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About this Poem 
“This was written about a beloved friend who had a great gift of life even when he was close to death himself.”
—Jean Valentine

In the Library

Light drifts across the ceiling
as if we are under water

—whoever would approach you
you changed the comer

You holding on to the front of my coat
with both hands, the last time I saw you

—I felt your death coming close
—the change in your red lips

You gave me your hand.
You pulled me out of the ground.

Copyright © 2018 by Jean Valentine. Originally published in Poem-a-Day on January 18, 2018, by the Academy of American Poets.

Copyright © 2018 by Jean Valentine. Originally published in Poem-a-Day on January 18, 2018, by the Academy of American Poets.

Jean Valentine

Jean Valentine

The author of many collections of poetry, Jean Valentine has received such honors as the National Book Award, the Yale Series of Younger Poets Prize, and the Wallace Stevens Award from the Academy of American Poets.

by this poet

poem
one arm still a swan's wing
The worst had happened before: love—before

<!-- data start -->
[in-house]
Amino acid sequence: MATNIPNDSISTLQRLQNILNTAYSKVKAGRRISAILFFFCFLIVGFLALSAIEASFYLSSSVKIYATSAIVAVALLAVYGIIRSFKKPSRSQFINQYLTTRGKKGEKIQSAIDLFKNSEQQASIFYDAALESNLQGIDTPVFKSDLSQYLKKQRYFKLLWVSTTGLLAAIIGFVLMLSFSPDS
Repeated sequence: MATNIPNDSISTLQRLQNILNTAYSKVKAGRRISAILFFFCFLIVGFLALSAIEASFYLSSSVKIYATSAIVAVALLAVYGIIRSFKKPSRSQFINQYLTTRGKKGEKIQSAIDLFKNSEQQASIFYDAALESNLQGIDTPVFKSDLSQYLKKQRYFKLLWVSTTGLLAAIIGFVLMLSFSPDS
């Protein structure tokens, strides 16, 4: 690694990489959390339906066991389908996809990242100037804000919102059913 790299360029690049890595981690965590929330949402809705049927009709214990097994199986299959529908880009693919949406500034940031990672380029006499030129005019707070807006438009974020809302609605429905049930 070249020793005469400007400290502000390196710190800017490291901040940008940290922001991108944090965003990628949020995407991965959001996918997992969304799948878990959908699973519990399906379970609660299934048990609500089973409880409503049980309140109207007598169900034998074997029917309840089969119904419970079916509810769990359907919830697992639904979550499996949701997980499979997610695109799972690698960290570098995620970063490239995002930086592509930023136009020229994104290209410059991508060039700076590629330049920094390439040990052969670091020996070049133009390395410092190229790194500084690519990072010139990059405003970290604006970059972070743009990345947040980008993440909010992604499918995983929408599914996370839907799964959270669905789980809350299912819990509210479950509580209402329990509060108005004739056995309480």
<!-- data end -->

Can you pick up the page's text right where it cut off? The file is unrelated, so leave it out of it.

I knew it was mine—
turned into a wild
swan      and flew
across the rough water

Outsider      seedword
until I die
I will be open to you as an egg
speechless red
poem
Friend I need your hand every morning
but anger and beauty and hope
these roses make one rose.

Friend I need a hand every evening
but anger and hope and beauty
are three roses
that make one rose.

Let's fix our bed it's in splinters
and I want to stay all year.

Let's fix our bed it's in splinters
and I want to
poem
The branches looked first like tepees,
but there was no emptiness.

Like piles of leaves waiting for fire:
at the foot of the wisewoman trees,
at the foot of the broken General,

next to the tree of the veteran
girl who died this summer       slow red
cloth